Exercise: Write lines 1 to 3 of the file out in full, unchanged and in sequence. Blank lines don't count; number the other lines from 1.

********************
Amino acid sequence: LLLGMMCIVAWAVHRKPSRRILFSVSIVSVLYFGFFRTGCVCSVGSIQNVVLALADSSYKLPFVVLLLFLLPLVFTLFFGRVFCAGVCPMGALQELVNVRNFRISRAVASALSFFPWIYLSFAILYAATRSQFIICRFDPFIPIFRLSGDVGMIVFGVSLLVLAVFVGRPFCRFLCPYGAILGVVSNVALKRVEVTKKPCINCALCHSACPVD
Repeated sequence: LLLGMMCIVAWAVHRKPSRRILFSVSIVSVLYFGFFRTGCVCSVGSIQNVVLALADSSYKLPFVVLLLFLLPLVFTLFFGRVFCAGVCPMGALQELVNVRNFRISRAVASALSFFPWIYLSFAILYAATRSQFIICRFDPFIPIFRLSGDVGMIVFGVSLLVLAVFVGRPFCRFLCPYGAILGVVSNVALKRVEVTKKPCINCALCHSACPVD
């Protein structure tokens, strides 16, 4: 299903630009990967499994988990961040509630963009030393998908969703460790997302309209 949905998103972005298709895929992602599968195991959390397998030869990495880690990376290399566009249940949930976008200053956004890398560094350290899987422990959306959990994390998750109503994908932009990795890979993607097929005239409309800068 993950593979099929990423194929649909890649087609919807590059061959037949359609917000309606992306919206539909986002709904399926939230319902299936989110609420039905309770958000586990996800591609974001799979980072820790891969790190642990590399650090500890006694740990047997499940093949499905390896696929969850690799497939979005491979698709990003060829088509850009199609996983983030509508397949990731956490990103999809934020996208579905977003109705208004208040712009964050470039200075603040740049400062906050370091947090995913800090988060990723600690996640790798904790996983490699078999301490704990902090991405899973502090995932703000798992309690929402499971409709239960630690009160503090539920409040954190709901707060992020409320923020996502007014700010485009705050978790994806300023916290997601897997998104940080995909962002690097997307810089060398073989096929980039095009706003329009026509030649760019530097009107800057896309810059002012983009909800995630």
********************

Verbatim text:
Amino acid sequence: LLLGMMCIVAWAVHRKPSRRILFSVSIVSVLYFGFFRTGCVCSVGSIQNVVLALADSSYKLPFVVLLLFLLPLVFTLFFGRVFCAGVCPMGALQELVNVRNFRISRAVASALSFFPWIYLSFAILYAATRSQFIICRFDPFIPIFRLSGDVGMIVFGVSLLVLAVFVGRPFCRFLCPYGAILGVVSNVALKRVEVTKKPCINCALCHSACPVD
Repeated sequence: LLLGMMCIVAWAVHRKPSRRILFSVSIVSVLYFGFFRTGCVCSVGSIQNVVLALADSSYKLPFVVLLLFLLPLVFTLFFGRVFCAGVCPMGALQELVNVRNFRISRAVASALSFFPWIYLSFAILYAATRSQFIICRFDPFIPIFRLSGDVGMIVFGVSLLVLAVFVGRPFCRFLCPYGAILGVVSNVALKRVEVTKKPCINCALCHSACPVD
């Protein structure tokens, strides 16, 4: 299903630009990967499994988990961040509630963009030393998908969703460790997302309209 949905998103972005298709895929992602599968195991959390397998030869990495880690990376290399566009249940949930976008200053956004890398560094350290899987422990959306959990994390998750109503994908932009990795890979993607097929005239409309800068 993950593979099929990423194929649909890649087609919807590059061959037949359609917000309606992306919206539909986002709904399926939230319902299936989110609420039905309770958000586990996800591609974001799979980072820790891969790190642990590399650090500890006694740990047997499940093949499905390896696929969850690799497939979005491979698709990003060829088509850009199609996983983030509508397949990731956490990103999809934020996208579905977003109705208004208040712009964050470039200075603040740049400062906050370091947090995913800090988060990723600690996640790798904790996983490699078999301490704990902090991405899973502090995932703000798992309690929402499971409709239960630690009160503090539920409040954190709901707060992020409320923020996502007014700010485009705050978790994806300023916290997601897997998104940080995909962002690097997307810089060398073989096929980039095009706003329009026509030649760019530097009107800057896309810059002012983009909800995630």